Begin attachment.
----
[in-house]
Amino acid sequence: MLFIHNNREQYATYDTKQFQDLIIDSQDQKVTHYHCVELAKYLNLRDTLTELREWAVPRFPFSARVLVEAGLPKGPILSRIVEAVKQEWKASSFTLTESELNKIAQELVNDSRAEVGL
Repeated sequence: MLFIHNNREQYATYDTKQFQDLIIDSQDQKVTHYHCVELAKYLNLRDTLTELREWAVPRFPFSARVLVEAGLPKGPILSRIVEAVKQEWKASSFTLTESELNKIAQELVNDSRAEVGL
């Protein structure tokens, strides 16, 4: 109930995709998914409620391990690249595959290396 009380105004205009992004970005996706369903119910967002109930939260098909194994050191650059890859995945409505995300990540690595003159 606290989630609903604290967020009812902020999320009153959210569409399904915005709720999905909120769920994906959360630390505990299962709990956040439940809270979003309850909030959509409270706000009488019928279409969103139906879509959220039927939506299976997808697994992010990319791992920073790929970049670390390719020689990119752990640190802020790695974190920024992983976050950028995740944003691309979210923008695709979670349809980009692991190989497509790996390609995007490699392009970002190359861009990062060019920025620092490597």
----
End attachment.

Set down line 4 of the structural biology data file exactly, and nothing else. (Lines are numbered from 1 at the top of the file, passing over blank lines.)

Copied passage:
């Protein structure tokens, strides 16, 4: 109930995709998914409620391990690249595959290396 009380105004205009992004970005996706369903119910967002109930939260098909194994050191650059890859995945409505995300990540690595003159 606290989630609903604290967020009812902020999320009153959210569409399904915005709720999905909120769920994906959360630390505990299962709990956040439940809270979003309850909030959509409270706000009488019928279409969103139906879509959220039927939506299976997808697994992010990319791992920073790929970049670390390719020689990119752990640190802020790695974190920024992983976050950028995740944003691309979210923008695709979670349809980009692991190989497509790996390609995007490699392009970002190359861009990062060019920025620092490597």